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Feature Article

Samaritan Focuses on Community Health Needs

Your health shouldn’t depend on where you call home.

Access to health care, housing in safe neighborhoods, quality education and living‑wage jobs have the power to improve health outcomes.

It’s why each year Samaritan distributes Social Accountability grants to help local non‑profits identify and remove obstacles, including poverty and discrimination that affect communities and underserved populations. In 2022, $400,000 in Social Accountability grants were awarded.

Meanwhile, Samaritan programs, including the Homeless Resource Team, Samaritan Medical Group Geriatrics Medicine and Samaritan Care Hub, reach some of the most vulnerable people living in Benton, Lincoln and Linn counties.

“Access to health care presents a significant barrier in our region,” said Kristy Jessop, MD, senior medical director of primary care for Samaritan Medical Group.

Samaritan’s Population Health Services is using data to better understand community needs and address barriers, such as childcare, transportation, food or housing insecurity and
other challenges.

“We have a long way to go, but I’m excited by our growth and initiatives,” Dr. Jessop said.

Helping seniors live better

Medical advances have allowed people to live longer, and the geriatric population is growing. However, we’re not necessarily living better, said Maureen Bruns, MD, with Samaritan Medical Group Geriatric Medicine.

“There are people who are almost chronically hospitalized,” Dr. Bruns said.

Since 2015, a team of Samaritan geriatric specialists has ensured people living in residential facilities receive the best care without leaving home. Clinicians can respond around‑the‑clock to see patients in five senior residential facilities, including veterans, people recovering from serious illness or injury, those with memory conditions and people without family to look after them.

“Our patients are often very sick,” Dr. Bruns said. “By having a dedicated geriatrics team, we can avoid unnecessary hospitalizations and transports.”

Medical outreach extends care

People who are experiencing homelessness may be unable to do what they must to stay well. Those who have experienced trauma, are managing multiple health concerns or have complex diagnoses, such as diabetes or heart disease, and the elderly can be particularly at risk. Sometimes, people are hesitant to seek health care, including LGBTQ, black, indigenous and people of color.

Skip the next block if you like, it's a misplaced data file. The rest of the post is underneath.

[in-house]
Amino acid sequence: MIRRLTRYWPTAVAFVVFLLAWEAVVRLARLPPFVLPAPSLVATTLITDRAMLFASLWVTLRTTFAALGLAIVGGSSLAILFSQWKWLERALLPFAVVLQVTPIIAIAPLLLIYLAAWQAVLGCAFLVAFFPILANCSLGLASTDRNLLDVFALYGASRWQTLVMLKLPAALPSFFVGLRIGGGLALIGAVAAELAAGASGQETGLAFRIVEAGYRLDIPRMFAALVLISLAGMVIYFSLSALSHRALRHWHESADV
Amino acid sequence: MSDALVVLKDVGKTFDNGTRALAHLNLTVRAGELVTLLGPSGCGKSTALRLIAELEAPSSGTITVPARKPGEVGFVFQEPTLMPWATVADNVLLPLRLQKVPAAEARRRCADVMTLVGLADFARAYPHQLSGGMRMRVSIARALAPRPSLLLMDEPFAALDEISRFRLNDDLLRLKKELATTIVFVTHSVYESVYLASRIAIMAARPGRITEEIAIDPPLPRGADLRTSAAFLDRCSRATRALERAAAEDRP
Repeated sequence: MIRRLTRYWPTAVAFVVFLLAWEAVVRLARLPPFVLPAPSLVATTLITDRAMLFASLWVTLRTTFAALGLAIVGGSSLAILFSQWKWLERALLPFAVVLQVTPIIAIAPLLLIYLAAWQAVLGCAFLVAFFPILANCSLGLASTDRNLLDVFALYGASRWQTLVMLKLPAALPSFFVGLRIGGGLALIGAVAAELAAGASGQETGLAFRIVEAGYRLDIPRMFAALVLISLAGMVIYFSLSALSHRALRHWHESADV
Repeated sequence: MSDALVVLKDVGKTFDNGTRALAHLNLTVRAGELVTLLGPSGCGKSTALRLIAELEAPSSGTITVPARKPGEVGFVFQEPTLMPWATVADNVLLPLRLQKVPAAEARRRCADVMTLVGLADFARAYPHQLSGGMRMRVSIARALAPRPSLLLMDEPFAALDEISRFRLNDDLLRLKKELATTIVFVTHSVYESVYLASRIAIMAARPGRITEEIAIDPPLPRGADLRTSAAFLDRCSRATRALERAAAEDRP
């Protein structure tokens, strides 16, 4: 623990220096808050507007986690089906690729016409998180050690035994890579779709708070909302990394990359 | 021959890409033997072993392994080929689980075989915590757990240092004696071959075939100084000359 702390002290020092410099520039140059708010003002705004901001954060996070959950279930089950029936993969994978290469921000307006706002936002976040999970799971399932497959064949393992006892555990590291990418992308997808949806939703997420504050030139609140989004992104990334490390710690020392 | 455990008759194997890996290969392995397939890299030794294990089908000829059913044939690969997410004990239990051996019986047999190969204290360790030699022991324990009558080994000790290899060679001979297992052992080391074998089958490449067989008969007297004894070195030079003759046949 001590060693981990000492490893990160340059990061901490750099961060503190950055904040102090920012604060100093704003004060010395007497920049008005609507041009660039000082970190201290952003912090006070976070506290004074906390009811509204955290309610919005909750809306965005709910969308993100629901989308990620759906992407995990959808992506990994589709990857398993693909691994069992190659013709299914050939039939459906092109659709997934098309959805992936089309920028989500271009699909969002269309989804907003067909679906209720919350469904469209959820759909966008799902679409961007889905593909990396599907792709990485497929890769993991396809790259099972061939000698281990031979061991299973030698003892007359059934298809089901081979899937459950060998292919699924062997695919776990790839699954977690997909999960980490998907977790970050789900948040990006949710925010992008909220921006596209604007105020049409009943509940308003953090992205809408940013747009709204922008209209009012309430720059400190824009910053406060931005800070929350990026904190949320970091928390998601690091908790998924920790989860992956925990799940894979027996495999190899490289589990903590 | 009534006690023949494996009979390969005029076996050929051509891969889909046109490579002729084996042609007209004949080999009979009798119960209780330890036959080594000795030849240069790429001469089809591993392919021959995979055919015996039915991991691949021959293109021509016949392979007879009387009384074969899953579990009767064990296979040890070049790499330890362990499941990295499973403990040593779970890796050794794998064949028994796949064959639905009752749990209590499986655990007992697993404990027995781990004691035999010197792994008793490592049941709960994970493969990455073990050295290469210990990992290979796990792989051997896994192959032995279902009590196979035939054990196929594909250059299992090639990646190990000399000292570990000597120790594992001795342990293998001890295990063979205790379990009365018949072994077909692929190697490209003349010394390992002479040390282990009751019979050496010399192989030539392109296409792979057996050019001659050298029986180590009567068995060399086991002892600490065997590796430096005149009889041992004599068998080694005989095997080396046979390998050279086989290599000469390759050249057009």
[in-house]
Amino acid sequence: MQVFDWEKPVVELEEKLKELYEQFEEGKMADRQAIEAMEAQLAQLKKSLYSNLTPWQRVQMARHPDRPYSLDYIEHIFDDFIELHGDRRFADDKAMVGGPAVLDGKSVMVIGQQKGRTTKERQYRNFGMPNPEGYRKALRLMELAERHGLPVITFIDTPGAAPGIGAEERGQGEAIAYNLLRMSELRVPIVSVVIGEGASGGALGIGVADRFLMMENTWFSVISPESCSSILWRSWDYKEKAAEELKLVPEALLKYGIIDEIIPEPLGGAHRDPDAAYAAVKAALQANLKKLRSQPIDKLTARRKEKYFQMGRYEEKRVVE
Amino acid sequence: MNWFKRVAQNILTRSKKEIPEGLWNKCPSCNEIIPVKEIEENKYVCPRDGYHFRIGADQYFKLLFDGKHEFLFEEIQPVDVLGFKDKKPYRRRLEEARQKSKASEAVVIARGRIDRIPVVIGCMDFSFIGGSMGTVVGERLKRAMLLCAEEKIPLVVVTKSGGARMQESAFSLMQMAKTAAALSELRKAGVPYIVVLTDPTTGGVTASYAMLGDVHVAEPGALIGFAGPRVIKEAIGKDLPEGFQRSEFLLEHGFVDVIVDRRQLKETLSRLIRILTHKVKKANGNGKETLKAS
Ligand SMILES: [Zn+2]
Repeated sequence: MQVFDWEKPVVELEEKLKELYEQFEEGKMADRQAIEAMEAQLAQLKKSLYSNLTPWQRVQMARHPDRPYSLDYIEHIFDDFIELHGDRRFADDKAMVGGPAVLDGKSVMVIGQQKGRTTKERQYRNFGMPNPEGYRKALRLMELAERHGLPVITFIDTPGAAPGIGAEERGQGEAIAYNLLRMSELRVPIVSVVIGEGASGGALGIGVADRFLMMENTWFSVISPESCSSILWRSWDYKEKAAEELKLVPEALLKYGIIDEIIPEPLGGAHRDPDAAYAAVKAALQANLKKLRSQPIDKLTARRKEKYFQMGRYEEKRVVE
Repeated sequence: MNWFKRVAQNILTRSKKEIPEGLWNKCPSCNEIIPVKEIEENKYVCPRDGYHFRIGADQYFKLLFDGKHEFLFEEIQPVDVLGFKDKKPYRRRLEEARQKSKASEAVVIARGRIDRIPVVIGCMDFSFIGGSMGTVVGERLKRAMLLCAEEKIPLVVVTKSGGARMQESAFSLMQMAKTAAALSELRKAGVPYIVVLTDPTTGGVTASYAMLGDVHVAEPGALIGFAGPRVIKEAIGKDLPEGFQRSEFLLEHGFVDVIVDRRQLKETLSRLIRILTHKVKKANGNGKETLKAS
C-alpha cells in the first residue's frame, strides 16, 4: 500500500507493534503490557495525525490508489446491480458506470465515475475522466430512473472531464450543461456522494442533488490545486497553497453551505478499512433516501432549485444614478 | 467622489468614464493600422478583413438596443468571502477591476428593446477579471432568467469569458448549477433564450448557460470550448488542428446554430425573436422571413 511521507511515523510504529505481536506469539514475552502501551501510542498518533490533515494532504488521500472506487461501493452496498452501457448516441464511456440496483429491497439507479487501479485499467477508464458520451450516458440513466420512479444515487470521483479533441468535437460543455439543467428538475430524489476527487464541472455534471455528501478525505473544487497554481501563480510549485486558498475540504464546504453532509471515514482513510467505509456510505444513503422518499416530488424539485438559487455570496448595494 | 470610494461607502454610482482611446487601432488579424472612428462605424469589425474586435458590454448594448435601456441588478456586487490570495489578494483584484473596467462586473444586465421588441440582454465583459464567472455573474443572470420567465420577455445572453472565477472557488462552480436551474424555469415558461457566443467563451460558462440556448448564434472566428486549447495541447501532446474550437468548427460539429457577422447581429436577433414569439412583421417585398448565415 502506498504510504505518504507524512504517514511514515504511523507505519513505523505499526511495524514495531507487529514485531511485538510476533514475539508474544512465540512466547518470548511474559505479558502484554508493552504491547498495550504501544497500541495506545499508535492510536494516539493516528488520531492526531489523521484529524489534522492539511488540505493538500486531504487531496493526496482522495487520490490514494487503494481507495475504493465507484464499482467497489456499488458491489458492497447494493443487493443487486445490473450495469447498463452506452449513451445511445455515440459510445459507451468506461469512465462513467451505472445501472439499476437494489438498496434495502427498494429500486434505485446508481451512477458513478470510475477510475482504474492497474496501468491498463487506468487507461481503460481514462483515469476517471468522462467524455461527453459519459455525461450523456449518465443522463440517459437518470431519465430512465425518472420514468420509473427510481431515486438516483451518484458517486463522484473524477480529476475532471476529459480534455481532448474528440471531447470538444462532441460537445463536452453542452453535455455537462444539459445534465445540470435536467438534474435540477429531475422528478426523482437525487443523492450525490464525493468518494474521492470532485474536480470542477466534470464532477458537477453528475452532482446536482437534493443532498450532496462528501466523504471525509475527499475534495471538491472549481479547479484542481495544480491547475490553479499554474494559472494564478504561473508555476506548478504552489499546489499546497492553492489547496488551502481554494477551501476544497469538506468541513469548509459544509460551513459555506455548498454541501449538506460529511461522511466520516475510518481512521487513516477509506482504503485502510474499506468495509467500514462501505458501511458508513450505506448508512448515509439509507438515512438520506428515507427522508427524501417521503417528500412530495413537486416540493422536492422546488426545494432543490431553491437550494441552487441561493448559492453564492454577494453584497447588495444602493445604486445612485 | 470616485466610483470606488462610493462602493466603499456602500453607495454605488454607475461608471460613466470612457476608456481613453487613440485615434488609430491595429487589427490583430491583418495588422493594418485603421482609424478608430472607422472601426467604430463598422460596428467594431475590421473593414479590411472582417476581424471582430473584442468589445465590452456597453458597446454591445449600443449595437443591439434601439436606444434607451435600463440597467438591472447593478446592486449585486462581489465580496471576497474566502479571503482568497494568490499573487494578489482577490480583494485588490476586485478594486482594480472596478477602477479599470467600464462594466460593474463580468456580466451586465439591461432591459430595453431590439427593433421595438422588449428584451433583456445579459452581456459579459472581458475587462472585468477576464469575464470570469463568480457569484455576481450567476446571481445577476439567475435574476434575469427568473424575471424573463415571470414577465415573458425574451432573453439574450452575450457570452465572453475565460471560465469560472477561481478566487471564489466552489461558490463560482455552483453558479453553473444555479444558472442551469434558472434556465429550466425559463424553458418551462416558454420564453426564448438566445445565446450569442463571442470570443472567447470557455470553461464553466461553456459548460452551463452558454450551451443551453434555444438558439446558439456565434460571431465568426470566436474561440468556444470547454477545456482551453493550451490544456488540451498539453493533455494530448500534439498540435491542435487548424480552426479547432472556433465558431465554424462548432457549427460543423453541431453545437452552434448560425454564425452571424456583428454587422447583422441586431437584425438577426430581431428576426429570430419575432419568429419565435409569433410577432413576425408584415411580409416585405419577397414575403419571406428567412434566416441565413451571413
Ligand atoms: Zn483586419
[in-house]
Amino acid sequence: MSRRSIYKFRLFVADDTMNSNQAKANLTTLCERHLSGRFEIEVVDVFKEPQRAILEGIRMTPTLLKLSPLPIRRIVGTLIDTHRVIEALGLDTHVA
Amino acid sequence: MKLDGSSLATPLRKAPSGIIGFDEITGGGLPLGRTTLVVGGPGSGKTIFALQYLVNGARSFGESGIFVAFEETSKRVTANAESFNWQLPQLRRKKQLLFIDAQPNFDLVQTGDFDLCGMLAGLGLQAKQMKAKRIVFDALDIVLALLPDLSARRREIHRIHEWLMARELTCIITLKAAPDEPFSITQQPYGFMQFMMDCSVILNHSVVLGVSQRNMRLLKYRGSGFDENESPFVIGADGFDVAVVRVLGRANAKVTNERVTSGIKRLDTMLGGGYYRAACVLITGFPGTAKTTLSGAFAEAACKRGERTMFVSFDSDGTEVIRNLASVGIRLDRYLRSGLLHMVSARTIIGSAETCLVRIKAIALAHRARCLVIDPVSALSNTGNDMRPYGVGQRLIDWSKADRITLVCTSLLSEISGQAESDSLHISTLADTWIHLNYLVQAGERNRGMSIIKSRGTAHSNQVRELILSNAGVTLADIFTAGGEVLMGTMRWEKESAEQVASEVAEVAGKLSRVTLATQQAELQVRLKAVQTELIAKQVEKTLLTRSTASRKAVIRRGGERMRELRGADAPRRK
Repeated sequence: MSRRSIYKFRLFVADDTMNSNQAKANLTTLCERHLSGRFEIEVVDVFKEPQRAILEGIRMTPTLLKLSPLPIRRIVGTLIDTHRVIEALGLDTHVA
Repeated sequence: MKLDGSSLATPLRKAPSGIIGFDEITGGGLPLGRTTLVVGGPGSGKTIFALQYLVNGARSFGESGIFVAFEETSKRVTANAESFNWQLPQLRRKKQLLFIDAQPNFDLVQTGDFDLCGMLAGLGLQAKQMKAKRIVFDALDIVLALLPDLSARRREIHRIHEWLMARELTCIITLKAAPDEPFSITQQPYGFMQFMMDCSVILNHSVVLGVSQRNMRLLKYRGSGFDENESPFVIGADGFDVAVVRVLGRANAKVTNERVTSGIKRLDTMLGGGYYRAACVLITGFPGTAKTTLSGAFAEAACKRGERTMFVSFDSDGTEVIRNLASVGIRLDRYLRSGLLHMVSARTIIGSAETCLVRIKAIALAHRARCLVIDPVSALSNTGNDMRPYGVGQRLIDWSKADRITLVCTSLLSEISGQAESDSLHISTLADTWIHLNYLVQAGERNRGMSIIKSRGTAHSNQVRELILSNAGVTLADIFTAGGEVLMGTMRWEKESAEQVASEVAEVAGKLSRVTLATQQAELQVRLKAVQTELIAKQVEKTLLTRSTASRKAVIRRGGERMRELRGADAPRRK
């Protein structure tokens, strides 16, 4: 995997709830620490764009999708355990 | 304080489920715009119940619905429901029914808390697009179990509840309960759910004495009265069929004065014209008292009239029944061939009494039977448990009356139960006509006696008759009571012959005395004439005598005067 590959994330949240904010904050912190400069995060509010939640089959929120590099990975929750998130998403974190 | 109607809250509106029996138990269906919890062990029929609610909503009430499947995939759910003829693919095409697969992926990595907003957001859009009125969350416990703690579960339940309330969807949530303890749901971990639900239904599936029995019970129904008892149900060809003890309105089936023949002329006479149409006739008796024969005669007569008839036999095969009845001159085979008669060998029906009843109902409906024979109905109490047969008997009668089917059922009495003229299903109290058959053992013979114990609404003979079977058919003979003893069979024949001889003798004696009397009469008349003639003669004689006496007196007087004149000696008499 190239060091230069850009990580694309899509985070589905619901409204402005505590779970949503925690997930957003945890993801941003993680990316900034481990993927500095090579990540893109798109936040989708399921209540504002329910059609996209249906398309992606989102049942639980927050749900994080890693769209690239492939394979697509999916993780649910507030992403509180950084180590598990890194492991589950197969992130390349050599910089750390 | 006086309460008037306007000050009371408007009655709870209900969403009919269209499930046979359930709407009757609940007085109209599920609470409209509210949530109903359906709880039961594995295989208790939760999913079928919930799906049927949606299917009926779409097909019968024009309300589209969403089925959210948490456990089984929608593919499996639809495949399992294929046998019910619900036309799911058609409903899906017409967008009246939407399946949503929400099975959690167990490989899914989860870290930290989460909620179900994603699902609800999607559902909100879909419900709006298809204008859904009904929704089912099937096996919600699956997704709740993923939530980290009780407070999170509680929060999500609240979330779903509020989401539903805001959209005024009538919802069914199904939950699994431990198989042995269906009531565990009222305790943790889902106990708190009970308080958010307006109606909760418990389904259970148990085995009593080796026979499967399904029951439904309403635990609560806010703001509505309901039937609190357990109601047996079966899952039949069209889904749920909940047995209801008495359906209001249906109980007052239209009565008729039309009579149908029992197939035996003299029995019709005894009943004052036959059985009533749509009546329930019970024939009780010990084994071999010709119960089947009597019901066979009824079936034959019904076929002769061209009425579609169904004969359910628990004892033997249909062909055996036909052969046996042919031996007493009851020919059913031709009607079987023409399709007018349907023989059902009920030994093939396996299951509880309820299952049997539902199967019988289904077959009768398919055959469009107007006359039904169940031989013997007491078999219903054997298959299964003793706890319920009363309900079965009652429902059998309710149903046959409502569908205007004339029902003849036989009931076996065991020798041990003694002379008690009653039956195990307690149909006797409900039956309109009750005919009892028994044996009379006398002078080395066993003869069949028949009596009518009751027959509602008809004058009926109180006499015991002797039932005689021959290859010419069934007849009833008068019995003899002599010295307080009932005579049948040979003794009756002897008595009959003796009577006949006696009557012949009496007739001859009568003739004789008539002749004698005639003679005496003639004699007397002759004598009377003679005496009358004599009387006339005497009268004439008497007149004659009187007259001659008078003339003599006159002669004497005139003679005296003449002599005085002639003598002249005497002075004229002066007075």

Samaritan’s Homeless Outreach Team is a dedicated group of nurses, social workers and community health workers. The team visits clients wherever they are living, in tents, in
shelters, even in cars.

“We meet patients where they are, literally,” said Social Worker Anita Earl, who leads the Homeless Outreach Team.

The team receives referrals from hospitals and clinics to help people find housing, receive food, supplemental nutrition and transportation assistance and attend medical appointments if people are hesitant to go alone.

“We connect people to resources and services,” Earl said. “That can really make a difference in their lives.”

Collaboration includes clinics

Samaritan primary care clinics are being redesigned to deliver care more effectively. This includes screening for risk factors known as the social determinants of health, these are non‑medical issues which can impact a person’s health.

This information is available to an individual’s care team so they can help people solve problems, like what a person with diabetes can do if they don’t have a refrigerator to store insulin.

Stephanie Maxon, vice president of clinic operations at Samaritan, said the goal is to help people stay healthy.

“We want to catch them between the walking well and rising risk,” Maxon said.

That includes helping people avoid gaps in insurance coverage. Samaritan is becoming a community service partner with the Oregon Health Authority to sign up people directly for Medicaid insurance.

Samaritan has also added a new alcohol and drug counselor to meet with people newly diagnosed with substance use disorder. The counselor will contact people at the emergency department or clinics, informing them about services and resources available, and collaborating with primary care providers to establish a treatment plan.

“What we know is that people don’t always follow up on their own behalf,” Maxon said. “We can help them with this. We can do better.”